“Given the location and the relatively limited extent of the spill, it is highly unlikely that the spill would affect underlying  groundwater and even more unlikely that it would impact any drinking water supplies,” said Miryam Baras, a spokeswoman for the State Water Resources Control Board, in an email.

Sullivan also questioned whether Shell’s statements on the size of the oil spill were correct.

“We don’t know how much oil has been spilled,” Sullivan said. “With previous pipeline spills the initial estimates have sometimes turned out to be wrong. They’ve turned out to be under-estimates.”

Fisher, the Shell spokesman, said the company had not revised its estimates.

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Martinez Gazette op ed: Wait a minute

Repost from The Martinez Gazette

Martinez Environmental Group: Wait a minute

By Guy Cooper | June 5, 2014

Several local refinery permits and associated Environmental Impact Reports (EIRs) are currently pending approval. For instance, Westpac in Pittsburg wants to receive, store and distribute explosive Bakken and toxic tar sands crude-by-rail at an old PG&E tank farm right next to homes and schools.

The Valero refinery in Benicia wants to bring to town daily 100 car unit trains of the same. Phillips 66 seeks to increase their volatiles storage and transportation in Rodeo and also enormously expand crude-by-rail traffic through our rail corridor to feed their San Luis Obispo facility. Finally, Shell wants to revamp the Martinez refinery to process lighter, sweeter crudes like Bakken. They will ship crude by rail from North Dakota to Bakersfield then by pipeline to Martinez, or by rail from North Dakota to a Washington State marine terminal that will load tankers bound for Martinez. Other plans are in the works.

So the debates ensue. I’d like to frame the discussions in a different context.

A common way to compare corporate apples to country oranges is by looking at corporate revenues as compared to national gross domestic product (GDP). According to the Fortune 500, the combined parent corporate revenues of the five major refiners in this area – Valero, Chevron, Shell, Phillips 66 and Tesoro – was $1.1 trillion in 2013. That ranked them 16th of 187 countries in the world in GDP according to the International Monetary Fund (IMF). If California was a country it would be 8th in the world, at over $2 trillion. You might imagine that the economic power of Contra Costa County and Martinez ranked somewhat lower.

So, Mr. Big Oil, would you say we have a level playing field?

  • At public hearings, you have Power Point presentations. We have pieces of paper.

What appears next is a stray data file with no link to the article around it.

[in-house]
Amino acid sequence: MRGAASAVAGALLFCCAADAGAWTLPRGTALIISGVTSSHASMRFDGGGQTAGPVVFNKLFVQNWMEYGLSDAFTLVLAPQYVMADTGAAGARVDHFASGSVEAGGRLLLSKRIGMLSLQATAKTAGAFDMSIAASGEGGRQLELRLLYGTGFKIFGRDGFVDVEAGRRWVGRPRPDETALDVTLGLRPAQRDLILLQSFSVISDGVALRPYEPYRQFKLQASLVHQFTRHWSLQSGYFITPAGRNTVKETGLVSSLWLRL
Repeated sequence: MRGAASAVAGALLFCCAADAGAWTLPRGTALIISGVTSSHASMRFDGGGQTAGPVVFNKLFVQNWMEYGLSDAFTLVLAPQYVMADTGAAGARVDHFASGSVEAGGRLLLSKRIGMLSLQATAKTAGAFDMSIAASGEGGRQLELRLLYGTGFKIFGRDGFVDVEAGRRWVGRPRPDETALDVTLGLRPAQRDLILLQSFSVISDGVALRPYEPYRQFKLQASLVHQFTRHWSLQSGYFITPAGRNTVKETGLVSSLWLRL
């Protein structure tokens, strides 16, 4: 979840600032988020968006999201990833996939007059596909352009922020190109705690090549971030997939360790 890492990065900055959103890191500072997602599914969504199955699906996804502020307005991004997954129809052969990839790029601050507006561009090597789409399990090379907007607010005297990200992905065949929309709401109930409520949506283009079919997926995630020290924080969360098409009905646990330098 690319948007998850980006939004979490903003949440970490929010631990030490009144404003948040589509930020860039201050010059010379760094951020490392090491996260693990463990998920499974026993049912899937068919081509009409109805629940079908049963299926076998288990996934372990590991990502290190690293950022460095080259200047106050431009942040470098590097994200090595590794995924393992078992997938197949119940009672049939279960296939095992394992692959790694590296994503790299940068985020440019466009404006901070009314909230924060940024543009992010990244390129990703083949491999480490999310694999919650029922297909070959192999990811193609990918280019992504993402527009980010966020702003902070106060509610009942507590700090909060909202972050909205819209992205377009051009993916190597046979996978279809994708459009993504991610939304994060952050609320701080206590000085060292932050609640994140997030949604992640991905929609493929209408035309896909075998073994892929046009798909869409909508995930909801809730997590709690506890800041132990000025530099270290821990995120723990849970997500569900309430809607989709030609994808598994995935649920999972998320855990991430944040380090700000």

• You meet in corporate back rooms. We meet in neighborhood back yards.
  • You have professional political operatives. We operate with volunteer political naiveté.
  • You sponsor political junkets and infomercials. We do flyers and lawn signs.
  • You have a PR budget. We pass the hat for printing.
  • You have PACs. We have potlucks.

According to Citizens United and the Supreme Court, we are equal. I think not.

The EIR process, despite the original best of intentions, is skewed in your favor.

You get to frame the discussion with the help of consultants, lobbyists and lawyers. Fly in whomever you need. Your political relationships are built on bucks, your policies on billions.

Your vast assets steer the political discourse, whether through direct political contributions, lobbying to de-fund government oversight and regulation, or by endowing non-think-tanks and pseudo-public forums that aim to skew legitimate science towards your view.

Our interests are more than what you narrowly consider to be of public concern. We value social, ethical, moral, esthetic, environmental, family, property, public health and safety issues that go beyond your narrow economic focus.

We live here.

So who gets to call the shots?

The trains, or the towns the trains run through? The refiners and oil producers, or the communities in their midst?

Who should pay for oil industry impacts? The locals that bear the brunt, or the producers that reap the billions?

I’m sorry, but if we don’t like your proposals, as local residents/citizens, we have a right to reject them. We have to work hard to overcome your advantage, but … the Supreme Court has spoken, Mr. Citizens United. You get your vote, we get the rest.

(If you want to stay updated on these issues and learn how to get involved, please go to